How to Succeed with IT Self-Service

The IT self-service portal has long been sold as the solution to many of the corporate IT organization’s woes – with it providing “better, faster, cheaper” IT service and support capabilities. However, this improvement is only possible when the new IT self-service capabilities are delivered correctly. So while the organizational adoption levels for IT self-service are high, some organizations might have issues with employee adoption and, without sufficient employee adoption, this makes it difficult to reap the anticipated benefits.

To help, this blog shares seven tips for increasing your organization’s chances of IT self-service success. But first, let’s look at the current IT self-service success landscape.

IT Self-Service

How organizations have fared with IT self-service

The concept of IT self-service portals became popular with the publication of  IT service management (ITSM) best practice guidance in 2007 (which was replaced by ITIL 4 in 2019). Midway through the following decade, there was anecdotal evidence that technology adoption levels were high, at circa 70-80% of organizations. However, for an average organization introducing IT self-service capabilities, the level of employee adoption was thought to be between 10-20% of employees and far below the industry’s expectation. For whatever reason, employees were reluctant to use and keep using the corporate IT self-service capability.

Thankfully, in 2017, the Service Desk Institute (SDI) conducted an in-depth survey into the state of IT self-service, including the key differentiating factors between those organizations that succeeded and those that struggled with self-service. The headline statistic from the SDI self-service survey was that:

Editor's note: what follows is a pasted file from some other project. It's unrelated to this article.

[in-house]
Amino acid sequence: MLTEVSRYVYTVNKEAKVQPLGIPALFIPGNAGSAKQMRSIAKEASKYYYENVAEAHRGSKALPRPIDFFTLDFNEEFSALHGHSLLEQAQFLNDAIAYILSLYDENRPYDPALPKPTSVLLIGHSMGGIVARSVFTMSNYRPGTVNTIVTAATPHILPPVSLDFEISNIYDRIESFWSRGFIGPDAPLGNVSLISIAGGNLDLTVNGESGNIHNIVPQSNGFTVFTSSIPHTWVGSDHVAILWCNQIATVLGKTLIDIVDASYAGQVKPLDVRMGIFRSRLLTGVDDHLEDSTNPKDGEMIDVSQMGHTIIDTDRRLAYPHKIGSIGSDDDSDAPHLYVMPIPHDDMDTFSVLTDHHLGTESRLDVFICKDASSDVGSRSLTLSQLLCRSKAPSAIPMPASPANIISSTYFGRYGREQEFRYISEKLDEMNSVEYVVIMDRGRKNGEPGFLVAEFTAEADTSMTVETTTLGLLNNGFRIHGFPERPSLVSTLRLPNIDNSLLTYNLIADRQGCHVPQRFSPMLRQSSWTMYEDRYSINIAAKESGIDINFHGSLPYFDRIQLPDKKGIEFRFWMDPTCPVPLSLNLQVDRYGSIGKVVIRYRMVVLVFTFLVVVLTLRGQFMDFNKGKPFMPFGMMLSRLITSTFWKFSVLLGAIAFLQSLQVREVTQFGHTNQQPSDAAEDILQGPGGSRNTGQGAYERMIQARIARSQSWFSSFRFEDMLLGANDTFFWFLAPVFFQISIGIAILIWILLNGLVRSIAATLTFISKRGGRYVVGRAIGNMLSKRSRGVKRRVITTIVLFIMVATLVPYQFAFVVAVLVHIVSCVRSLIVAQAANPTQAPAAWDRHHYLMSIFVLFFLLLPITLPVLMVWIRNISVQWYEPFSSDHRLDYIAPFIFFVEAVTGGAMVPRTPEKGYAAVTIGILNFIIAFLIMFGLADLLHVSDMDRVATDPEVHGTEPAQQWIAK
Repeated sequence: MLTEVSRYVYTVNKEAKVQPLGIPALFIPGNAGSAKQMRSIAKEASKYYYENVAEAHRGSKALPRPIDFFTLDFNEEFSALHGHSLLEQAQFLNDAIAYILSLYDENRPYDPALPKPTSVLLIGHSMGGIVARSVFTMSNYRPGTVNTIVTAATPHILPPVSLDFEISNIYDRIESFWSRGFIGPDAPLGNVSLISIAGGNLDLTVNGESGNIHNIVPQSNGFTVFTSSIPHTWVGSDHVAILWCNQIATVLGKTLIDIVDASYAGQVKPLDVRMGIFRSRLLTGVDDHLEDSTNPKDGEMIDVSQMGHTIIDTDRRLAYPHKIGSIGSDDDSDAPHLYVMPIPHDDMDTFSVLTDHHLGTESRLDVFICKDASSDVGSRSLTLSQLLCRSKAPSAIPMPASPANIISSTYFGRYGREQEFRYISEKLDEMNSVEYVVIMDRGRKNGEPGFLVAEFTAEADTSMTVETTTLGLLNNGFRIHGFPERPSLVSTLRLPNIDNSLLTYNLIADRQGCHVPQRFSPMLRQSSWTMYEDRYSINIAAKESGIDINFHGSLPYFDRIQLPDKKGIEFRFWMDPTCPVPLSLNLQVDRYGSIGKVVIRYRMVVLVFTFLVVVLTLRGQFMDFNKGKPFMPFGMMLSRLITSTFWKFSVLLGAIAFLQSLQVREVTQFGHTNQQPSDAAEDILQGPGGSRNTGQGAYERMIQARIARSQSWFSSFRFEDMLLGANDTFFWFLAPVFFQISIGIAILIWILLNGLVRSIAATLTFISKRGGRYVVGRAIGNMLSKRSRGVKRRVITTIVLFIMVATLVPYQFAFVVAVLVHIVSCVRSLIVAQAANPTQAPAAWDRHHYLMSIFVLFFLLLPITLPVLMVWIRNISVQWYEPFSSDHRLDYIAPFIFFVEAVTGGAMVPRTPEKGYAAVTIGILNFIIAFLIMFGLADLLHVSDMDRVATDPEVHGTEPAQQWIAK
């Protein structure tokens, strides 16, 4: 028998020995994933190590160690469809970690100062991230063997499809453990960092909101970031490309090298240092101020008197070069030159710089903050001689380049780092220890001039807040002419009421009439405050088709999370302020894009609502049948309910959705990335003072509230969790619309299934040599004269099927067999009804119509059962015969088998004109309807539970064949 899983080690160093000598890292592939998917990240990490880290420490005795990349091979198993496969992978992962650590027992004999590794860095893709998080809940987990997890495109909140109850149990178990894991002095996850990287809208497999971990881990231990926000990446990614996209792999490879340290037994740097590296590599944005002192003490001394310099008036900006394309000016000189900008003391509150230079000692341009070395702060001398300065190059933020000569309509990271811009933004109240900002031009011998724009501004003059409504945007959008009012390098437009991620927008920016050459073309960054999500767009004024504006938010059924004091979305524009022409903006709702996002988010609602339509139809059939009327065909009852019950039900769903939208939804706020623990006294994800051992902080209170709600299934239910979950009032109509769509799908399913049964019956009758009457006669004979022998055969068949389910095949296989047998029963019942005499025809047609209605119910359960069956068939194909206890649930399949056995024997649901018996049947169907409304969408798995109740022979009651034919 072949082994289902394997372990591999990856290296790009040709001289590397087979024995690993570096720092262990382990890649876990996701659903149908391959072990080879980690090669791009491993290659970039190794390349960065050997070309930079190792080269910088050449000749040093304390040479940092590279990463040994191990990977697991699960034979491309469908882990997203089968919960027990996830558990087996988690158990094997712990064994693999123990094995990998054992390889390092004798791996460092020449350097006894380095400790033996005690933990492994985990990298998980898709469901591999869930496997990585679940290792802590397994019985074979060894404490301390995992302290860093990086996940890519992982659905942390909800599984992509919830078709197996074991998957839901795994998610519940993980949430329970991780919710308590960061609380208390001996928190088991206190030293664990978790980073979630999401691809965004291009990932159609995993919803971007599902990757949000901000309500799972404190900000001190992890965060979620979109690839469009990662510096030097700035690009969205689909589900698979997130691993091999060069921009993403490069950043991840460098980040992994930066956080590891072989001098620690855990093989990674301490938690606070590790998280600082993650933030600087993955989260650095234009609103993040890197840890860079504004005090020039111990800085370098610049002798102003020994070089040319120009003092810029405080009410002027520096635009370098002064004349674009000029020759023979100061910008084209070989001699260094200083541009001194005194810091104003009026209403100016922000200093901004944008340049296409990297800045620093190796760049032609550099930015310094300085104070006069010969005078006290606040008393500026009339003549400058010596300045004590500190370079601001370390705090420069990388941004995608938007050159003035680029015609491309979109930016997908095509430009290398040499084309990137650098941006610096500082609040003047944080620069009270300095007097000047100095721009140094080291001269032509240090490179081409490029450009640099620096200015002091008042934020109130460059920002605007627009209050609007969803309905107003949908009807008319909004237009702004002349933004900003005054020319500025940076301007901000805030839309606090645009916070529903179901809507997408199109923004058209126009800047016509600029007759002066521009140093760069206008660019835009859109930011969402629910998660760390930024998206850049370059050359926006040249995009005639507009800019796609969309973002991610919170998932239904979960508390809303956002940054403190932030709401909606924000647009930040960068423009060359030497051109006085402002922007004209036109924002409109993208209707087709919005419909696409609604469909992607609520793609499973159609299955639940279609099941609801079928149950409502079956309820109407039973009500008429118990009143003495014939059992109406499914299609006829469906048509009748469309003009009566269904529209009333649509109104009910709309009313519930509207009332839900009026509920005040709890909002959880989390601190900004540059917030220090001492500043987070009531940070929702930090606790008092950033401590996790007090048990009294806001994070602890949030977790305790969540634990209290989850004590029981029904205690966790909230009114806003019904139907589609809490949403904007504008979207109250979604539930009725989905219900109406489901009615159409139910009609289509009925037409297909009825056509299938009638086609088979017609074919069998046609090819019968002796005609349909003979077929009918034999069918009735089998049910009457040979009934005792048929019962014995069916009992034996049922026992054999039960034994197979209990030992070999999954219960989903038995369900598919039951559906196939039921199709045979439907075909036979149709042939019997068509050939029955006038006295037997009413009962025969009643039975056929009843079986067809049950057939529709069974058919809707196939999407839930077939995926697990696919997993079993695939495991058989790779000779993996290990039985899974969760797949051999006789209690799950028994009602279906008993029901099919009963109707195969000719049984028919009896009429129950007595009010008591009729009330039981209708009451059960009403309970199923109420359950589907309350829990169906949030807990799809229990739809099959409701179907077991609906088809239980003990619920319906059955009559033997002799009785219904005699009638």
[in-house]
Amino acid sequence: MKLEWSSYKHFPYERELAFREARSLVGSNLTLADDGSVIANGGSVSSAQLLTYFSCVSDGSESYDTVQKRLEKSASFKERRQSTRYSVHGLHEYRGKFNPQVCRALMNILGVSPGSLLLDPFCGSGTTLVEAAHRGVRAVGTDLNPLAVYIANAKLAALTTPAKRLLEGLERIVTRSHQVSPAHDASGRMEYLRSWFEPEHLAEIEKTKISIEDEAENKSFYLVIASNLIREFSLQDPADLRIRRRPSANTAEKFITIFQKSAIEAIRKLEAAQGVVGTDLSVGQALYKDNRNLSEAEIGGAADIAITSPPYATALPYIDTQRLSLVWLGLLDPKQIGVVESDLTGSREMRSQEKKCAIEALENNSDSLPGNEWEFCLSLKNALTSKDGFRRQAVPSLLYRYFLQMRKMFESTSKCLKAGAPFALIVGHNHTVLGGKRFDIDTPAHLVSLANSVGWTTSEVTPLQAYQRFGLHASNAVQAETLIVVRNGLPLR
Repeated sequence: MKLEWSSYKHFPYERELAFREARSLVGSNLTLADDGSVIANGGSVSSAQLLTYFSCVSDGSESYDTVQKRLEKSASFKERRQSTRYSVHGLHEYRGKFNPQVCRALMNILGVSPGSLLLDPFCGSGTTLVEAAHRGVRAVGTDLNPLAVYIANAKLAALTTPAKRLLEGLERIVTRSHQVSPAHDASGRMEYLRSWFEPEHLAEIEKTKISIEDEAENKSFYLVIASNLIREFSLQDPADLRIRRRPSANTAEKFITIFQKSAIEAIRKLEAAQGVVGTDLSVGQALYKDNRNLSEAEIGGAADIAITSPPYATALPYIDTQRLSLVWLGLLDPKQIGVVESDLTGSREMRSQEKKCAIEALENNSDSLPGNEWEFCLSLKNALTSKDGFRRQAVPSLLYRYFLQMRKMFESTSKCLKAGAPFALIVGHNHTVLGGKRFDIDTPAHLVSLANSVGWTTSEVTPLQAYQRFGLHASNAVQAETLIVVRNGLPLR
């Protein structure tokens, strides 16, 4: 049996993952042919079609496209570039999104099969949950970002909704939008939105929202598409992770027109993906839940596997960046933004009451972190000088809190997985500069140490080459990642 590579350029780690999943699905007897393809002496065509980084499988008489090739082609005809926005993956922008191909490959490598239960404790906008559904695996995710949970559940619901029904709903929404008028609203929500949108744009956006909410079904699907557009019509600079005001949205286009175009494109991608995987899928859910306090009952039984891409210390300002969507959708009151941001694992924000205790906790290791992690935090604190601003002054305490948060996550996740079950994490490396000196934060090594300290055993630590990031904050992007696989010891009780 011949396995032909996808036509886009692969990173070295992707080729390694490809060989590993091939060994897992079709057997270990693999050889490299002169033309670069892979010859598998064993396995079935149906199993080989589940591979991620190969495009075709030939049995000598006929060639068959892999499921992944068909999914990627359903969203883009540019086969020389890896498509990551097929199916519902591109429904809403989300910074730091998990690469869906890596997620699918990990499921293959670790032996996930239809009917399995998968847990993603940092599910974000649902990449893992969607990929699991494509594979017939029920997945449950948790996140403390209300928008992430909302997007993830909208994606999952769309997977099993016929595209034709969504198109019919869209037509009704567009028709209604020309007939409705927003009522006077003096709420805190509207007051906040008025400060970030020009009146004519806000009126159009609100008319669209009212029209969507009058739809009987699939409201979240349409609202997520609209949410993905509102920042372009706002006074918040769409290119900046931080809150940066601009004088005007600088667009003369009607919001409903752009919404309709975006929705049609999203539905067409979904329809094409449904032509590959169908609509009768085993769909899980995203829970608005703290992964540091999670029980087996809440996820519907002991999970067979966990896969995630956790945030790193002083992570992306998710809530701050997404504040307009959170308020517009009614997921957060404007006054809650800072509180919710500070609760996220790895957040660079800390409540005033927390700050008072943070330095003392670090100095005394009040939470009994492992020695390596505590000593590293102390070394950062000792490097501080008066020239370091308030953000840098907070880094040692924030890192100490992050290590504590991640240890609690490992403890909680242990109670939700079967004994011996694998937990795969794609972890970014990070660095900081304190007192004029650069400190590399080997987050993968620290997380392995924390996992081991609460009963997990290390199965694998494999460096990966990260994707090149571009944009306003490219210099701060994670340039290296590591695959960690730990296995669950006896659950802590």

“The increase in the adoption of self-service tools is undoubtedly due to the range of associated benefits that comes with the implementation of such a solution, most commonly reduced support costs, increased customer satisfaction, and a round-the-clock support channel. However, the number of organizations that have realized these benefits and have achieved the anticipated return on investment (ROI) are few, less than 12% according to recent SDI research.”

It wasn’t a great survey statistic for IT self-service. But it was indicative of the anecdotal evidence and a wake-up call for the IT industry.

In late 2021, AXELOS conducted an to inform its 2022 ITSM Benchmarking Report. It found the following levels of IT self-service adoption and success – a 69% adoption level, where 29% of these thought it was working well, and for 71% it needed improvement. When a direct comparison is made to the SDI data, there is a significant improvement – with a 20% (of all organizations) success level – but it’s still far below where the IT industry should be after 15 years of IT self-service.

What your organization needs to do to succeed with IT self-service

The IT industry knows much of what’s required to succeed with IT self-service. This guidance is distilled into the following seven tips: